This report offers an analytical assessment of the impact of the 18-month long clearing operations on businesses in Somalia. It draws on survey responses from over 100 professionals in the banking, telecommunications, transportation, and shipping industries operating in areas affected by military operations against Al-Shabab.
Clearing operations cause substantial disruption to business activities, incurring increased costs, service disruptions, and physical damage. Prominent among these disruptions is the notable impact on Hormuud, Somalia’s leading telecom provider. Eight of Hormuud’s transmitter towers were destroyed by government forces and allied factions, leading to substantial economic burdens and service disruptions. Furthermore, the enforced shutdown of 22 Hormuud sites by Al-Shabab highlights the use of telecommunications infrastructure for political coercion.
In the banking sector, operations have been seriously disrupted with extortion and corruption threatening institutional stability and undermining the sector. Extortion practices by both Al-Shabab and government officials amplify the challenges businesses face, further eroding public trust in institutions.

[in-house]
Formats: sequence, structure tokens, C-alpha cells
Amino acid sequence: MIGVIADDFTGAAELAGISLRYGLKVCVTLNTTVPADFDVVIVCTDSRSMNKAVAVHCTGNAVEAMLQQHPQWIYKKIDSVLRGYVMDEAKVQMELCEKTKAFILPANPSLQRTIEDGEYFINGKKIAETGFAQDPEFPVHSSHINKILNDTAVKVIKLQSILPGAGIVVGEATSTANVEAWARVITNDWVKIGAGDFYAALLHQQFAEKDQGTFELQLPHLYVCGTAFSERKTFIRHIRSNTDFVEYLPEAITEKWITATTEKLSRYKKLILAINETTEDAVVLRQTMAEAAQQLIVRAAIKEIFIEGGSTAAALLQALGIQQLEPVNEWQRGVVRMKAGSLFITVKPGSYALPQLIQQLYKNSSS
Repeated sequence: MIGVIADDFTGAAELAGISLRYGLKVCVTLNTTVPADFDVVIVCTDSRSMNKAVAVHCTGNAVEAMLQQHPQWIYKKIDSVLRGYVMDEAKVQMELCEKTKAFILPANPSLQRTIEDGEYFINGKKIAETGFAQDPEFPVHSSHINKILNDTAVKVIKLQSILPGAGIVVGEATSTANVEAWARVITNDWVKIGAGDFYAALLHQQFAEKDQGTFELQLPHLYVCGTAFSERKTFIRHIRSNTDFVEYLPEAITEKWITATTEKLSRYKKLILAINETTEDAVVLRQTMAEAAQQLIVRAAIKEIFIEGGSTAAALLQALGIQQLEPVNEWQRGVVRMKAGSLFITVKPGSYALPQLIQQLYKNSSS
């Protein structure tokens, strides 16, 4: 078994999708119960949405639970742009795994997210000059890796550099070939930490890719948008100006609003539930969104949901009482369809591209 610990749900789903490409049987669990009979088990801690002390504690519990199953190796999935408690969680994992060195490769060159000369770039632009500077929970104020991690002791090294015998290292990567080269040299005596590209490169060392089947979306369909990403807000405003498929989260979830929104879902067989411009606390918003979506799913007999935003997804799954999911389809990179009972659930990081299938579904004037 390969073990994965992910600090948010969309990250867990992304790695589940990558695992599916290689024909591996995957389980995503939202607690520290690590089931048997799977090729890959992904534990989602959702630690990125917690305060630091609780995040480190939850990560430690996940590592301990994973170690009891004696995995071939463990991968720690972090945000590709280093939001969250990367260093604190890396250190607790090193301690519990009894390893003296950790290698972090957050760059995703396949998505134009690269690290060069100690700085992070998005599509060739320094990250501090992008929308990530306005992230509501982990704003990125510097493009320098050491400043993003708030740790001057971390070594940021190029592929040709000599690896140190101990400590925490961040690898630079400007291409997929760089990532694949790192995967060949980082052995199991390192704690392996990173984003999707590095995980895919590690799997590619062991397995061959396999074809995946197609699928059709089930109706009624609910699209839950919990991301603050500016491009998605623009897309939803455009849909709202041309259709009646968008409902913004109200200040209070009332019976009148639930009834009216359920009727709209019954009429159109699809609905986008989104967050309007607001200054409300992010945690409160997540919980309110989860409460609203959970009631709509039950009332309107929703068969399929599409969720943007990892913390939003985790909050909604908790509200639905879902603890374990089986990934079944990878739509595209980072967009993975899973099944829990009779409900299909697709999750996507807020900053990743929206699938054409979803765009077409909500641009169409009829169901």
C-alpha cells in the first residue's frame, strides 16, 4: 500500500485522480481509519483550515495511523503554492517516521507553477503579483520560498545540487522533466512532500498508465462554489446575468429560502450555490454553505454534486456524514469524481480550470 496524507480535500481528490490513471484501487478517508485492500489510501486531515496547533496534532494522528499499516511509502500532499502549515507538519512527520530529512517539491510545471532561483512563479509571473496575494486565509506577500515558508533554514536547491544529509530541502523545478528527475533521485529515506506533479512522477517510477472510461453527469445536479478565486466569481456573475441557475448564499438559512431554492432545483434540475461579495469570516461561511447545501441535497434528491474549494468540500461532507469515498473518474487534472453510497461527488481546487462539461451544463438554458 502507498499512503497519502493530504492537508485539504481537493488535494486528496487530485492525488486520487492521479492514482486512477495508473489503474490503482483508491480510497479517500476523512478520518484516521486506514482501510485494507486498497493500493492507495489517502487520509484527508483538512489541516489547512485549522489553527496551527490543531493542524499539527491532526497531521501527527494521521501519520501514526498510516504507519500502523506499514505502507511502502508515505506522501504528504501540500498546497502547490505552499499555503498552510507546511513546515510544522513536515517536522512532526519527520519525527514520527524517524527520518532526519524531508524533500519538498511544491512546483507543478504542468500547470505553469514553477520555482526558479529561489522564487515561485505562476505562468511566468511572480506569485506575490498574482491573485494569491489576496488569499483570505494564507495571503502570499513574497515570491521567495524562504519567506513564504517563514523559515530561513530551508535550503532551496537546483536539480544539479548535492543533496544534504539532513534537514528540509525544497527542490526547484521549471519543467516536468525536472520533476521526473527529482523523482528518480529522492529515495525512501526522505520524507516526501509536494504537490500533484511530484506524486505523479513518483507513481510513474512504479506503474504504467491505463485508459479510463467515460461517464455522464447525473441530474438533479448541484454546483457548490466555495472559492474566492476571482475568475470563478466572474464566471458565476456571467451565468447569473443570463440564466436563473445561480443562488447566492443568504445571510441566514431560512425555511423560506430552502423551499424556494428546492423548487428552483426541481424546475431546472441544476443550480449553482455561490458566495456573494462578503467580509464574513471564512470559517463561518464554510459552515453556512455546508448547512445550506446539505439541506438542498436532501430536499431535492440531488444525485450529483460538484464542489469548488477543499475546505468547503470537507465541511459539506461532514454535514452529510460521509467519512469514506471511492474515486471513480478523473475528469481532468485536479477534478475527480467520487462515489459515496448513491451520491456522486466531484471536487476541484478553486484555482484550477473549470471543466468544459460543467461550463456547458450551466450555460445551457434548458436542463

The broader economic consequences of these challenges include the potential for capital flight, strained public finances, and reduced tax revenues. These impacts, combined with the erosion of public trust and challenges faced by businesses in adapting and expanding, pose significant threats to Somalia’s long-term growth prospects.
Moreover, the clearing operations, while aimed at enhancing security, inadvertently undermine stabilization efforts in newly liberated areas. The resultant disruptions to business operations not only impose immediate economic costs but also foster an environment of uncertainty and insecurity, which can stifle efforts towards sustainable development and peace-building.
The report proposes recommendations to address these challenges. Strengthening anti-corruption measures, establishing supportive mechanisms, enhancing security measures, fostering public-private partnerships, developing risk mitigation strategies, investing in infrastructure and services, prioritizing capacity building, and seeking international support are all essential steps to mitigate the negative impact of the clearing operations.
Close collaboration between the government, businesses, and international stakeholders is fundamental to overcoming challenges and harnessing the opportunities that arise in the post-clearing operation phase. Ultimately, it is imperative for Somalia to address these challenges and risks, safeguard the integrity of its banking and telecommunications sectors, and lay a robust foundation for economic resilience and sustainable development.
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